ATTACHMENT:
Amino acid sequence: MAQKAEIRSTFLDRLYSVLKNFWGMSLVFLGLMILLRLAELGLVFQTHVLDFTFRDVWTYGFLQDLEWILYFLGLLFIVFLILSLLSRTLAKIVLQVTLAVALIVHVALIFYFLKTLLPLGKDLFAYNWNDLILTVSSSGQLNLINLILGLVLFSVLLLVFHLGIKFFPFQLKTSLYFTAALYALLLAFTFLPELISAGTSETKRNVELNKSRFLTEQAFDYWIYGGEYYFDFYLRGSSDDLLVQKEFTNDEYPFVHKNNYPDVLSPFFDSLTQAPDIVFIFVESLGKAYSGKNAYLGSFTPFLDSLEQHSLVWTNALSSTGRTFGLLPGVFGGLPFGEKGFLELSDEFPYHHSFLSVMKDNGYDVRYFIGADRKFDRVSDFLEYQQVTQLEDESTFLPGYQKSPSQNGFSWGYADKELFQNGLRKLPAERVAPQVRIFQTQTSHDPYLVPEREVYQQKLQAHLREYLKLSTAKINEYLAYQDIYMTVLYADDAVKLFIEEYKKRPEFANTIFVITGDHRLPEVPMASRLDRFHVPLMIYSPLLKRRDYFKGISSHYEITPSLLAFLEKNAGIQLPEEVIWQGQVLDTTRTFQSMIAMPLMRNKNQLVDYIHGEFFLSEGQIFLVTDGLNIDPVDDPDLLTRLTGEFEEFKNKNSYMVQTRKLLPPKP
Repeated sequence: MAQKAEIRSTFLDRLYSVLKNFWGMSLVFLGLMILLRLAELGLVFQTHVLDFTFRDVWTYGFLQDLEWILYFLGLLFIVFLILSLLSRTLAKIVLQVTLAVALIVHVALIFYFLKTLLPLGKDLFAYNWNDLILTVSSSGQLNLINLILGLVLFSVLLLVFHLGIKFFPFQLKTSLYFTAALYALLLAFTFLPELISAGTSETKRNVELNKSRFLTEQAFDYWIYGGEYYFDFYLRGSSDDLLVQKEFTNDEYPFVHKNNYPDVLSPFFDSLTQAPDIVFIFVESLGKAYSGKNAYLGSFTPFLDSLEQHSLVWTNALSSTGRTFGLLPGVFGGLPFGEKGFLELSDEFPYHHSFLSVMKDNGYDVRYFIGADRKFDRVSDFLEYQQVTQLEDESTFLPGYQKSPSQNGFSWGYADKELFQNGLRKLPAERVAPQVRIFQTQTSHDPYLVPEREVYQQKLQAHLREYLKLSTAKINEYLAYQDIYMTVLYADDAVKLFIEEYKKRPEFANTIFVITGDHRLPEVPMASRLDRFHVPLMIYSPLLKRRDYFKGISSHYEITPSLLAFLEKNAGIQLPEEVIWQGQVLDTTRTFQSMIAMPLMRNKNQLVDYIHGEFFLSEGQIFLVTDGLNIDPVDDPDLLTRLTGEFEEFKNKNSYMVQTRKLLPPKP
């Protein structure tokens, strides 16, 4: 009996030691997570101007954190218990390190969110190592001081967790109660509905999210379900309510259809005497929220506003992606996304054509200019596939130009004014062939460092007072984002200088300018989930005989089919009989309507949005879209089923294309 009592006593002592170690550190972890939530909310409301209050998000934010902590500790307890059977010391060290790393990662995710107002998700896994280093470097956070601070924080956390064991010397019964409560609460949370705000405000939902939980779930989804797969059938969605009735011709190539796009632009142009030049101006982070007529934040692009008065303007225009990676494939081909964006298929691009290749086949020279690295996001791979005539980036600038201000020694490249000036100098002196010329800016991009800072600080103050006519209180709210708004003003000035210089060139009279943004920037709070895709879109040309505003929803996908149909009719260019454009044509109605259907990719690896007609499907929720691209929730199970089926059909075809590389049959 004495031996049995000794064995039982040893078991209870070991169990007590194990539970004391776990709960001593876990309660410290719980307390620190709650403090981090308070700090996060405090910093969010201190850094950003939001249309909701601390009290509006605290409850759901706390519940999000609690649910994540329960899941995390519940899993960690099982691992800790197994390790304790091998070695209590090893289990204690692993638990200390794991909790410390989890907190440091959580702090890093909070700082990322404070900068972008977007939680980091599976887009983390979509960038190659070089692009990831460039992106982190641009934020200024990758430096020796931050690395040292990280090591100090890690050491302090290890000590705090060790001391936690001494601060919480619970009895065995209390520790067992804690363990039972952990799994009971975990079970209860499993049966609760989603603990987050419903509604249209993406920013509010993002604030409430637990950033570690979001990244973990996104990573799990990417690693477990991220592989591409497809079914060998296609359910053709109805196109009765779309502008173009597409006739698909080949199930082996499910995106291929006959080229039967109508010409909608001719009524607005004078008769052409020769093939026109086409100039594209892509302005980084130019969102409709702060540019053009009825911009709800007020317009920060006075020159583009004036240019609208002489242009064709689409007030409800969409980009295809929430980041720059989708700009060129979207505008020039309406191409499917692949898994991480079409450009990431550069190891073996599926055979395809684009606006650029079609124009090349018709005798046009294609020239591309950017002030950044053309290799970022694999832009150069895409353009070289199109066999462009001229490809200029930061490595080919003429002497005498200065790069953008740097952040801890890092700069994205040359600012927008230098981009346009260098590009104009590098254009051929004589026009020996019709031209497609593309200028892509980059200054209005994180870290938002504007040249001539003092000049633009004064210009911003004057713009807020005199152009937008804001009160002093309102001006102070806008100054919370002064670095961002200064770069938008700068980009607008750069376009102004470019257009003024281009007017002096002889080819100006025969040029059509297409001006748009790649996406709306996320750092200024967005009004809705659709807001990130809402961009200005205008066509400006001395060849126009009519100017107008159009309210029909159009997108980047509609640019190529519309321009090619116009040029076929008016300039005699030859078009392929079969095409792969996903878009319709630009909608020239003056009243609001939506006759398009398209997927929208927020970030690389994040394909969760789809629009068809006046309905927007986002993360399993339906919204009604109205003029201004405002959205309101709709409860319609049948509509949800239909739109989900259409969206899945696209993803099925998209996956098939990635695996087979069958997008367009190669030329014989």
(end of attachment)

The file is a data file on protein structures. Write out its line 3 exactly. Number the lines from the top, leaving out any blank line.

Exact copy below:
């Protein structure tokens, strides 16, 4: 009996030691997570101007954190218990390190969110190592001081967790109660509905999210379900309510259809005497929220506003992606996304054509200019596939130009004014062939460092007072984002200088300018989930005989089919009989309507949005879209089923294309 009592006593002592170690550190972890939530909310409301209050998000934010902590500790307890059977010391060290790393990662995710107002998700896994280093470097956070601070924080956390064991010397019964409560609460949370705000405000939902939980779930989804797969059938969605009735011709190539796009632009142009030049101006982070007529934040692009008065303007225009990676494939081909964006298929691009290749086949020279690295996001791979005539980036600038201000020694490249000036100098002196010329800016991009800072600080103050006519209180709210708004003003000035210089060139009279943004920037709070895709879109040309505003929803996908149909009719260019454009044509109605259907990719690896007609499907929720691209929730199970089926059909075809590389049959 004495031996049995000794064995039982040893078991209870070991169990007590194990539970004391776990709960001593876990309660410290719980307390620190709650403090981090308070700090996060405090910093969010201190850094950003939001249309909701601390009290509006605290409850759901706390519940999000609690649910994540329960899941995390519940899993960690099982691992800790197994390790304790091998070695209590090893289990204690692993638990200390794991909790410390989890907190440091959580702090890093909070700082990322404070900068972008977007939680980091599976887009983390979509960038190659070089692009990831460039992106982190641009934020200024990758430096020796931050690395040292990280090591100090890690050491302090290890000590705090060790001391936690001494601060919480619970009895065995209390520790067992804690363990039972952990799994009971975990079970209860499993049966609760989603603990987050419903509604249209993406920013509010993002604030409430637990950033570690979001990244973990996104990573799990990417690693477990991220592989591409497809079914060998296609359910053709109805196109009765779309502008173009597409006739698909080949199930082996499910995106291929006959080229039967109508010409909608001719009524607005004078008769052409020769093939026109086409100039594209892509302005980084130019969102409709702060540019053009009825911009709800007020317009920060006075020159583009004036240019609208002489242009064709689409007030409800969409980009295809929430980041720059989708700009060129979207505008020039309406191409499917692949898994991480079409450009990431550069190891073996599926055979395809684009606006650029079609124009090349018709005798046009294609020239591309950017002030950044053309290799970022694999832009150069895409353009070289199109066999462009001229490809200029930061490595080919003429002497005498200065790069953008740097952040801890890092700069994205040359600012927008230098981009346009260098590009104009590098254009051929004589026009020996019709031209497609593309200028892509980059200054209005994180870290938002504007040249001539003092000049633009004064210009911003004057713009807020005199152009937008804001009160002093309102001006102070806008100054919370002064670095961002200064770069938008700068980009607008750069376009102004470019257009003024281009007017002096002889080819100006025969040029059509297409001006748009790649996406709306996320750092200024967005009004809705659709807001990130809402961009200005205008066509400006001395060849126009009519100017107008159009309210029909159009997108980047509609640019190529519309321009090619116009040029076929008016300039005699030859078009392929079969095409792969996903878009319709630009909608020239003056009243609001939506006759398009398209997927929208927020970030690389994040394909969760789809629009068809006046309905927007986002993360399993339906919204009604109205003029201004405002959205309101709709409860319609049948509509949800239909739109989900259409969206899945696209993803099925998209996956098939990635695996087979069958997008367009190669030329014989």